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Andrew Trunk, Matthew Braithwaite, Christopher Nevala-Plagemann, Lisa Pappas, Benjamin Haaland, and Ignacio Garrido-Laguna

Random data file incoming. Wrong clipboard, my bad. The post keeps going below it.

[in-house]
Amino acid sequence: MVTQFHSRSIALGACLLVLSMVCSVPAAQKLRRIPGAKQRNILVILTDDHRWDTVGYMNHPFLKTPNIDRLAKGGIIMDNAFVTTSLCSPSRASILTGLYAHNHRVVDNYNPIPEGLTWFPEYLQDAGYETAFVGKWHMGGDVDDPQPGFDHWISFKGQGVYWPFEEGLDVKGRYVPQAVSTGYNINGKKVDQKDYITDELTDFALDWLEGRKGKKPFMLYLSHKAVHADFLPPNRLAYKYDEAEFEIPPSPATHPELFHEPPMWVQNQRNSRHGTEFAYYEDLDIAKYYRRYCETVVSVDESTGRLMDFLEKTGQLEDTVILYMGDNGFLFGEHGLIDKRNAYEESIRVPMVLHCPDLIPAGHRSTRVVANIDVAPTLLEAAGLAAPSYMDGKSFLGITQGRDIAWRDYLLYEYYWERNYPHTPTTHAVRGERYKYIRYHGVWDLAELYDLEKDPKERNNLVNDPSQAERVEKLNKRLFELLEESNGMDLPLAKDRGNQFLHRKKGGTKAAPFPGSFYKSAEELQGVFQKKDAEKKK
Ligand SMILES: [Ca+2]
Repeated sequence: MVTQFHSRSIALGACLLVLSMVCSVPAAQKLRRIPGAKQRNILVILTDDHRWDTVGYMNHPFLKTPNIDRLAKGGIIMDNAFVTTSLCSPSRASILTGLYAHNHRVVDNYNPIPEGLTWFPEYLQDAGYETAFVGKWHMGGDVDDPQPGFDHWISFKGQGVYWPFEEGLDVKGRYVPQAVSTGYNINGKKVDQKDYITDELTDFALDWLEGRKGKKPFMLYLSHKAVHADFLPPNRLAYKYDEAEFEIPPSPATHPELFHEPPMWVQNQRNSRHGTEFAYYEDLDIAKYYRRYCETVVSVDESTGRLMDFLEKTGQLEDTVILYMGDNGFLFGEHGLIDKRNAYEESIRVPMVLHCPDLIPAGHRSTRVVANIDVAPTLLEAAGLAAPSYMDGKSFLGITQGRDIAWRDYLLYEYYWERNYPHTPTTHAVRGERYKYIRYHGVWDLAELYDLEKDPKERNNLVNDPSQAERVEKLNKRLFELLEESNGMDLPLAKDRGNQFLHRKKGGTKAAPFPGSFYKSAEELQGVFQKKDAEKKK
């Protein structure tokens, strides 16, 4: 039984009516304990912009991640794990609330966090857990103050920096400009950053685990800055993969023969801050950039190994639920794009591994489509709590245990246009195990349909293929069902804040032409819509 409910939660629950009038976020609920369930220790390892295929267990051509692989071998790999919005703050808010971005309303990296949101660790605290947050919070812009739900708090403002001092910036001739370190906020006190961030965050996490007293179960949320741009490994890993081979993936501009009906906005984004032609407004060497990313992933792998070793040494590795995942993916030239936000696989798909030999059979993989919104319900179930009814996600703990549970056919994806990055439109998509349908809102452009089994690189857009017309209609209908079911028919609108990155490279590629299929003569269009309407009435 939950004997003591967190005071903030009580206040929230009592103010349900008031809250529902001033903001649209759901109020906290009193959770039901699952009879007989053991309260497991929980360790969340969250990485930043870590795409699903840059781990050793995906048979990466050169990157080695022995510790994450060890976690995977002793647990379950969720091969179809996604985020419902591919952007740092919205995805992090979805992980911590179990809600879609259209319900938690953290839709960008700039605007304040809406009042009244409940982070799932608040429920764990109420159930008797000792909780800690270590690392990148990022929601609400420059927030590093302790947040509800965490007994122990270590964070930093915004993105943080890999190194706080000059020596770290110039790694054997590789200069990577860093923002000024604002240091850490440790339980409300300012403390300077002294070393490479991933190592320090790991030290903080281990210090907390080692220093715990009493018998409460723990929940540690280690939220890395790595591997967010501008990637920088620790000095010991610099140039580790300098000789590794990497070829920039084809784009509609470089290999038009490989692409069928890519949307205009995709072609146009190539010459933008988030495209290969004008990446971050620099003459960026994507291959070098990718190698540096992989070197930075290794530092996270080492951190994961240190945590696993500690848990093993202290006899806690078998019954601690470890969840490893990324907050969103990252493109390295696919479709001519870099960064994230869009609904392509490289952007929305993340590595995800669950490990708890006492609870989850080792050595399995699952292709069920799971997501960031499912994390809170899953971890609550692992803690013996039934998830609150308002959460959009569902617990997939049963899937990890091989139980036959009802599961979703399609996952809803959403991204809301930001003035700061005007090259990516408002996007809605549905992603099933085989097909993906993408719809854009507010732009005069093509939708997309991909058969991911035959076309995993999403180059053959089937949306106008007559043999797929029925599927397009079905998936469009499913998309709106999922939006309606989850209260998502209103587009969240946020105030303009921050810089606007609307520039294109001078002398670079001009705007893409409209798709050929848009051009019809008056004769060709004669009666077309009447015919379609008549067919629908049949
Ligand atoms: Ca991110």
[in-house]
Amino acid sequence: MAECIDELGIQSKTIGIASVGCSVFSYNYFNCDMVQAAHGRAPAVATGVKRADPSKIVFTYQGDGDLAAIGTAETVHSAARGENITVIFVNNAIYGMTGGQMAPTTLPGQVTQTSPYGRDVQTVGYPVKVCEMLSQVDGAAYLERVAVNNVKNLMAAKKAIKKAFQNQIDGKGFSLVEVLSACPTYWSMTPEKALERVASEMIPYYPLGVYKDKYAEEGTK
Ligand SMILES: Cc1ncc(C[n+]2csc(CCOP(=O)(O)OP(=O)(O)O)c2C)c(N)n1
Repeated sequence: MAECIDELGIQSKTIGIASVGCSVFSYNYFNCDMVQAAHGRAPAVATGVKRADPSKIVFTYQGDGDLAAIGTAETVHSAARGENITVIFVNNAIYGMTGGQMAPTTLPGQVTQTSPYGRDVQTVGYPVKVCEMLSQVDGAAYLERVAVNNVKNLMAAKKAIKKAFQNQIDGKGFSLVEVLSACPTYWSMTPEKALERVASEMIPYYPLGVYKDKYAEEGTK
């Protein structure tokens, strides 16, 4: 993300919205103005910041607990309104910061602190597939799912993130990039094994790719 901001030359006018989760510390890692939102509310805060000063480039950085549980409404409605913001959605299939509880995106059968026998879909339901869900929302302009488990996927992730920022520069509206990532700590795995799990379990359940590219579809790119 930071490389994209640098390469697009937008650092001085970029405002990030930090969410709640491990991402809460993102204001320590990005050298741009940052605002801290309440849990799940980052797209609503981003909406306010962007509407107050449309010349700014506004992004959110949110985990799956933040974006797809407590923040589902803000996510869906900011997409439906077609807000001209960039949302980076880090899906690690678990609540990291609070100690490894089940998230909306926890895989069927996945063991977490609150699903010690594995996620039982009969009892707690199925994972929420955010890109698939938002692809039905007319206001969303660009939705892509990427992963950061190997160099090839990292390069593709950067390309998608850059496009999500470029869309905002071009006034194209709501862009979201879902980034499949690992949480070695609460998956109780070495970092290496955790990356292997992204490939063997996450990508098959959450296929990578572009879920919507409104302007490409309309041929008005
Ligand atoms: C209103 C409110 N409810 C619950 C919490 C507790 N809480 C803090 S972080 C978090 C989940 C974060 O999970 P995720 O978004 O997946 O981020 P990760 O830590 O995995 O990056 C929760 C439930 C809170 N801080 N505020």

Background: BRAF mutations portend a poor prognosis in metastatic colorectal cancer (mCRC). Whether these patients may benefit from more aggressive frontline chemotherapy with a triplet regimen such as FOLFOXIRI remains unclear. We used real-world data from a cohort of patients in the United States to assess the BRAF testing rate, determine the prevalence of FOLFOXIRI use, and compare survival outcomes in mCRC, stratified by BRAF mutation status and first-line therapy. Methods: A nationwide electronic health record–derived deidentified database was reviewed for patients diagnosed with mCRC between 2013 and 2018. Those with documented BRAF mutation testing who received standard first-line therapy were included. Kaplan-Meier estimates with corresponding log-rank tests and Cox proportional hazards modeling compared survival outcomes stratified by BRAF status and first-line therapy. Results: Of 4,457 included patients, 3,991 (89.5%) had BRAF wild-type (BRAFwt) and 466 (10.5%) had BRAF-mutated (BRAFmt) mCRC. Median overall survival (OS) was 15.4 months in the BRAFmt group versus 28.1 months in the BRAFwt group (hazard ratio [HR], 0.48; 95% CI, 0.41–0.56; P<.001). Only 3% of patients with BRAF mutations received first-line FOLFOXIRI ± bevacizumab, with a median OS of 13.8 months compared with 15.5 months in those treated with doublet chemotherapy ± bevacizumab (P=.38). In patients with BRAF mutations, propensity-weighted analysis did not detect a significant improvement in OS with FOLFIRI + bevacizumab (HR, 0.90; 95% CI, 0.58–1.39; P=.63) or FOLFOX/CAPEOX + bevacizumab (HR, 0.81; 95% CI, 0.52–1.26; P=.35) versus doublet chemotherapy alone. In 2018, only 56% of patients diagnosed with mCRC had documented BRAF testing at any time. Conclusions: This real-world data analysis confirms the negative prognostic impact of BRAF mutations in mCRC and suggests that FOLFOXIRI has not been widely adopted in the United States. The proportion of patients with documented BRAF testing in this real-world population was low at 56%. We were unable to show any significant difference in OS of patients with BRAFmt mCRC based on the first-line therapy received.